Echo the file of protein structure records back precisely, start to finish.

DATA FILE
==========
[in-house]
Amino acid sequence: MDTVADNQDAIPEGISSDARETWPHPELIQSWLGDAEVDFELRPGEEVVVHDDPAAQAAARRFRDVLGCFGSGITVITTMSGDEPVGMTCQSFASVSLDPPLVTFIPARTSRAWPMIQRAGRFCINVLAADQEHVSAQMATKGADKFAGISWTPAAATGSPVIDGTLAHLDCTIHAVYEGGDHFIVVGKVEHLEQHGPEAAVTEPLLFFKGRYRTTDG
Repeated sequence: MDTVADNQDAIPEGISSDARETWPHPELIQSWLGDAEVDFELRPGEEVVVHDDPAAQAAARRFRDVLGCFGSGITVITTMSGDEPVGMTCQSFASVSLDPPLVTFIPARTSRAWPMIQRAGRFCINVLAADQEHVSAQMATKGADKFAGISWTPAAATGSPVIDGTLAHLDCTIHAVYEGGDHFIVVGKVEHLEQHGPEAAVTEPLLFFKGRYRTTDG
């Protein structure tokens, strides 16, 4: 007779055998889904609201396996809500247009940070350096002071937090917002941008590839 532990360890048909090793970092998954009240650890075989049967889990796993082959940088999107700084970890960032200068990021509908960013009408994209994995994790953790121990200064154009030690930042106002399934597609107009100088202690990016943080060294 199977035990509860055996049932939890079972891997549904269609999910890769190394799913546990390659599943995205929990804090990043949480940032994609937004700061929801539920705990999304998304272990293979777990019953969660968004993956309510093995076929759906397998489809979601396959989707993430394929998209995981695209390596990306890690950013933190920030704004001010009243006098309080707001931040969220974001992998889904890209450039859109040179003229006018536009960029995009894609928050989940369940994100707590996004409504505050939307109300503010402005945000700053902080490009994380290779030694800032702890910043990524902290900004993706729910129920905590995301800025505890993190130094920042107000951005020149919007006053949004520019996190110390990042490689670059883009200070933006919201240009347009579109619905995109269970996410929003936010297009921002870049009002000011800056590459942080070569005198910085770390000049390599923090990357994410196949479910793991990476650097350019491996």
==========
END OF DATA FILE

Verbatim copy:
[in-house]
Amino acid sequence: MDTVADNQDAIPEGISSDARETWPHPELIQSWLGDAEVDFELRPGEEVVVHDDPAAQAAARRFRDVLGCFGSGITVITTMSGDEPVGMTCQSFASVSLDPPLVTFIPARTSRAWPMIQRAGRFCINVLAADQEHVSAQMATKGADKFAGISWTPAAATGSPVIDGTLAHLDCTIHAVYEGGDHFIVVGKVEHLEQHGPEAAVTEPLLFFKGRYRTTDG
Repeated sequence: MDTVADNQDAIPEGISSDARETWPHPELIQSWLGDAEVDFELRPGEEVVVHDDPAAQAAARRFRDVLGCFGSGITVITTMSGDEPVGMTCQSFASVSLDPPLVTFIPARTSRAWPMIQRAGRFCINVLAADQEHVSAQMATKGADKFAGISWTPAAATGSPVIDGTLAHLDCTIHAVYEGGDHFIVVGKVEHLEQHGPEAAVTEPLLFFKGRYRTTDG
């Protein structure tokens, strides 16, 4: 007779055998889904609201396996809500247009940070350096002071937090917002941008590839 532990360890048909090793970092998954009240650890075989049967889990796993082959940088999107700084970890960032200068990021509908960013009408994209994995994790953790121990200064154009030690930042106002399934597609107009100088202690990016943080060294 199977035990509860055996049932939890079972891997549904269609999910890769190394799913546990390659599943995205929990804090990043949480940032994609937004700061929801539920705990999304998304272990293979777990019953969660968004993956309510093995076929759906397998489809979601396959989707993430394929998209995981695209390596990306890690950013933190920030704004001010009243006098309080707001931040969220974001992998889904890209450039859109040179003229006018536009960029995009894609928050989940369940994100707590996004409504505050939307109300503010402005945000700053902080490009994380290779030694800032702890910043990524902290900004993706729910129920905590995301800025505890993190130094920042107000951005020149919007006053949004520019996190110390990042490689670059883009200070933006919201240009347009579109619905995109269970996410929003936010297009921002870049009002000011800056590459942080070569005198910085770390000049390599923090990357994410196949479910793991990476650097350019491996």